Contemporary Women Live Empowerment Process
13
Jun

Contemporary Women Live Empowerment Process

Auma Obama, Founder and Director of the Sauti Kuu Foundation (Strong Voices), a human rights activist for African women, will be participating at the Toronto World Leadership Forum.

For many years the role of women in society was restrictive in access to equal treatment within the family nucleus and in most areas of development of the human being. However, female participation during World War II marked a precedent for the better. Since then, women have been gradually conquering roles in the labor market that were previously reserved only for the male sex.

The notion that society had about women has been progressively changing. As such, it is no longer believed that the only purpose of women is having children and taking care of household responsibilities. Today, contemporary women have experienced a process of empowerment, which means that they have become aware of their rights, abilities and interests, in order to participate more in the decision-making processes and hence take control of the actions to be taken. Nonetheless, it is important to highlight that in some parts of the world paradigms still prevail under which women are treated unfairly.

The term empowerment is an expression used in community studies, social work, and development cooperation. Also, it is used in the analysis and debates of international organizations such the United Nations, the World Bank, and even specializations such as business management and personal development.

In recent years, women have increased their empowerment at the individual level for the fulfillment of their rights. In the social area, they have been fighting for gender equality in decision-making, development, society and community issues. They have also achieved their independence, ability to decide and act. In the economic sphere, according to UN Women, empowerment in gender equality has allowed a level of international development and therefore an improvement in the quality of life. As an added value, business development practices in favor of women have been considered. “With gender equality in the private sector, companies tend to improve outcomes.”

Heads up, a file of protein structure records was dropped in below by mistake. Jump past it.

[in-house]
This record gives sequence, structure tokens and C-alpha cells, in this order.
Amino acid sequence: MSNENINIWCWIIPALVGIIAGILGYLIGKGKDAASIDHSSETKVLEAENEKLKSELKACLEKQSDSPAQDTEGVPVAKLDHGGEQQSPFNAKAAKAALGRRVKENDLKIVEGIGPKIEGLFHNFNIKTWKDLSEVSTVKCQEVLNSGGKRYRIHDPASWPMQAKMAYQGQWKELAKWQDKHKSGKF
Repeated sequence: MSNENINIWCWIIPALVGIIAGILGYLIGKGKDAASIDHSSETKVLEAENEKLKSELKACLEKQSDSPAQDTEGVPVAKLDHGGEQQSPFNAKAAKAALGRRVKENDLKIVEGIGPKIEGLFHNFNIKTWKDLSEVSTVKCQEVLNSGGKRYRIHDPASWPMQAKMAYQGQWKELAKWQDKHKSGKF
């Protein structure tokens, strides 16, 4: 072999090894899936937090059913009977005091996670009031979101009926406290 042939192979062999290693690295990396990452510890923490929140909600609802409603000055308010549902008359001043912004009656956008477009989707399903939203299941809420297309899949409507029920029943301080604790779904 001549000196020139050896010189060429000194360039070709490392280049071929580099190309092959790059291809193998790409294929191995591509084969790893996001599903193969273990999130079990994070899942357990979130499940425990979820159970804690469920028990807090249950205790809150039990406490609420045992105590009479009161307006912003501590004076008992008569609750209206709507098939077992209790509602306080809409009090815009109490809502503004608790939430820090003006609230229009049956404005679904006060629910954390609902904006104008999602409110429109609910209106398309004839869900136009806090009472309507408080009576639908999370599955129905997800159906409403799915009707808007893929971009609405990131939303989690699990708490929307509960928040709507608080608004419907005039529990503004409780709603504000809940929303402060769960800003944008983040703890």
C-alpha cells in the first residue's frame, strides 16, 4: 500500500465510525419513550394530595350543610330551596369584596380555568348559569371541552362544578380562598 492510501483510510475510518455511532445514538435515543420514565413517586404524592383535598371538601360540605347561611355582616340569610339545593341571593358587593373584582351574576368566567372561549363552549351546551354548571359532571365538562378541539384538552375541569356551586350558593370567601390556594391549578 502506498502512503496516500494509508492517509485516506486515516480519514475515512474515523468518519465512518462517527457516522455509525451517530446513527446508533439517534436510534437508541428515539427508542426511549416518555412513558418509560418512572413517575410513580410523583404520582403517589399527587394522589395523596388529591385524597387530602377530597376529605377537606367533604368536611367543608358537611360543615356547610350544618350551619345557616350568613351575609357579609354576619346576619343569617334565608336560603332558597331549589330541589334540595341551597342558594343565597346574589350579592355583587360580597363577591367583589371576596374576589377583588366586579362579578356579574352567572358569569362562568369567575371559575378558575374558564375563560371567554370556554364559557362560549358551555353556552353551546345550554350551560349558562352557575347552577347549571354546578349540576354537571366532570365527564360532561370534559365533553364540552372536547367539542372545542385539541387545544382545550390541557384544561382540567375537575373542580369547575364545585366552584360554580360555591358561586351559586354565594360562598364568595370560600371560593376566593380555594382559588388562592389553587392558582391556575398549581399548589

Auma Obama, Founder and Director of the Sauti Kuu Foundation (Strong Voices), a fighter for the human rights of African women will be presenting at the Toronto World Leadership Forum. Her organization serves the young people in Africa with tools of educational, economic and cultural nature that serve for their development. Also, mothers who are looking for ways to become economically independent receive proper mentorship for taking into account their entrepreneurial activities.

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2017-11-17 09:00:00
2017-11-18 18:00:00
America/Toronto
2017 Toronto World leadership Forum
It’s time for you to grow! Our leaders from different fields can help you develop both personally and professionally. Learn from Brian Tracy, Auma Obama, Jack Canfield, Kirstin Arnold, Ismael Cala, Joseph Sherren and Catherine Ashton. https://torontoworldleadershipforum.org
Toronto, ON, Canada

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